I look forward to deepening our cooperation to promote economic prosperity, security, human rights and democracy in the region.
– Secretary Antony J Blinken, March 2, 2021
Secretary of State Antony J. Blinken will visit Kenya November 17-18, where he will meet President Uhuru Kenyatta and Cabinet Ambassador for Foreign Affairs Raychelle Omamo to discuss the partnership between the United States and Kenya Governments. The United States and Kenya are working together on several global priorities, including ending the COVID pandemic and investing in health, managing the climate crisis, building a more inclusive world economy, and strengthening democracy and respect for human rights. In addition, the United States and Kenya are working together to address regional priorities, including ending the crisis in Ethiopia, combating terrorism in Somalia and restoring civilian-led transition in Sudan.
Relations between the US and Kenya
- The United States and Kenya established diplomatic relations in 1964. Our bilateral engagement has expanded considerably since Kenya returned to multiparty democracy in 1992.
- The United States and Kenya expanded our relationship into a strategic partnership in 2018 and held our first Bilateral Strategic Dialogue (BSD) in Washington, DC in 2019. The BSD is based on five pillars that span the breadth of our common interests in the areas: economic prosperity, defense, democracy and civil security, multilateral and regional issues, and public health.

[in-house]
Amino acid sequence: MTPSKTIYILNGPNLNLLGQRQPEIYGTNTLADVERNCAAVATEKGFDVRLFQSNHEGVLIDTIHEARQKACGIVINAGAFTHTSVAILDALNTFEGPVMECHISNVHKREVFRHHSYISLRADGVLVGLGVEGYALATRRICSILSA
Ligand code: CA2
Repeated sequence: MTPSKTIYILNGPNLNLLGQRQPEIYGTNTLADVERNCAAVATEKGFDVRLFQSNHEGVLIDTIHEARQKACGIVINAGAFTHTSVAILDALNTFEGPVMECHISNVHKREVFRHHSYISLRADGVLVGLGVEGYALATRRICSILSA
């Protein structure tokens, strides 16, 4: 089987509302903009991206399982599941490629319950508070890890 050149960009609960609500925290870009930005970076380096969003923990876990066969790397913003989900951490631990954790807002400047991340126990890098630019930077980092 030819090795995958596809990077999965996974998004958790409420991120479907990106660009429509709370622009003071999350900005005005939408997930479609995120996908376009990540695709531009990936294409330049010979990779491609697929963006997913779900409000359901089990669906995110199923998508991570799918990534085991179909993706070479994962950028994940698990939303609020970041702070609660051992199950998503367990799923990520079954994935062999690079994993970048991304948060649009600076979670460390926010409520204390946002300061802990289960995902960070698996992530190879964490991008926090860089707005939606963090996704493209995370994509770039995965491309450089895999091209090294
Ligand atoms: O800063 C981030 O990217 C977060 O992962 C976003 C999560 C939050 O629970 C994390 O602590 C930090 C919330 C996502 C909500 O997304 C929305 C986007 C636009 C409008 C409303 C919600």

- The United States provided over $ 560 million in bilateral aid to Kenya in FY2020. This help supported integrated programming across our pillars of partnership. In addition, the United States provided nearly $ 98 million in humanitarian aid in FY2021.
Providing health support and responding to pandemics
- The US government is the largest contributor to the Kenyan health sector over the past three years, with an annual investment of approximately $ 450 million annually, benefiting an estimated 25 million Kenyans. As a result of our investments and the complementary and collaborative efforts of the Kenyan government, 1.2 million Kenyans are currently receiving life-saving HIV treatment, the under-five mortality rate has decreased approximately 56 percent since 2000, and the average life expectancy of Kenyans is increased by more than 15 years in the same period.
- The United States and Kenya have worked closely to tackle the COVID-19 pandemic, reduce secondary economic impacts and limit non-essential cross-border travel while addressing the economic challenges of reduced mobility.